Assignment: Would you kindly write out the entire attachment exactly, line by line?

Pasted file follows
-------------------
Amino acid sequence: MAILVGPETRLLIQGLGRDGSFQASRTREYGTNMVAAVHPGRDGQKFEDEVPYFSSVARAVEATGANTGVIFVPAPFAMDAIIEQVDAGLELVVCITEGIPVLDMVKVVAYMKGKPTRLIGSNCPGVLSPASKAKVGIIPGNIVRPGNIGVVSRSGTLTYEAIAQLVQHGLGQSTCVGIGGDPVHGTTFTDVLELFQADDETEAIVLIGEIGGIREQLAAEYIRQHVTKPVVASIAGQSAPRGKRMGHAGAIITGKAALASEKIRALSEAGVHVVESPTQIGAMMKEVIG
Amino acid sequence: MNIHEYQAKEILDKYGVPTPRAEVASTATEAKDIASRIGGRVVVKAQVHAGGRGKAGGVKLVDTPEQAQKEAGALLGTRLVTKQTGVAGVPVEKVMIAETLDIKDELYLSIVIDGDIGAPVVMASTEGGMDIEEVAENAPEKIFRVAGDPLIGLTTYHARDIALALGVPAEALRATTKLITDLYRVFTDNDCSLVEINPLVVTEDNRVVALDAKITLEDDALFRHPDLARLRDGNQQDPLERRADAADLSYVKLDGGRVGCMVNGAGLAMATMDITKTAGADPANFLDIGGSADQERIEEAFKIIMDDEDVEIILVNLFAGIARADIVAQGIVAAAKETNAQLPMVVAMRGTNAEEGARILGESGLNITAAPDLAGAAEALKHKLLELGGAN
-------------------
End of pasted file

Amino acid sequence: MAILVGPETRLLIQGLGRDGSFQASRTREYGTNMVAAVHPGRDGQKFEDEVPYFSSVARAVEATGANTGVIFVPAPFAMDAIIEQVDAGLELVVCITEGIPVLDMVKVVAYMKGKPTRLIGSNCPGVLSPASKAKVGIIPGNIVRPGNIGVVSRSGTLTYEAIAQLVQHGLGQSTCVGIGGDPVHGTTFTDVLELFQADDETEAIVLIGEIGGIREQLAAEYIRQHVTKPVVASIAGQSAPRGKRMGHAGAIITGKAALASEKIRALSEAGVHVVESPTQIGAMMKEVIG
Amino acid sequence: MNIHEYQAKEILDKYGVPTPRAEVASTATEAKDIASRIGGRVVVKAQVHAGGRGKAGGVKLVDTPEQAQKEAGALLGTRLVTKQTGVAGVPVEKVMIAETLDIKDELYLSIVIDGDIGAPVVMASTEGGMDIEEVAENAPEKIFRVAGDPLIGLTTYHARDIALALGVPAEALRATTKLITDLYRVFTDNDCSLVEINPLVVTEDNRVVALDAKITLEDDALFRHPDLARLRDGNQQDPLERRADAADLSYVKLDGGRVGCMVNGAGLAMATMDITKTAGADPANFLDIGGSADQERIEEAFKIIMDDEDVEIILVNLFAGIARADIVAQGIVAAAKETNAQLPMVVAMRGTNAEEGARILGESGLNITAAPDLAGAAEALKHKLLELGGAN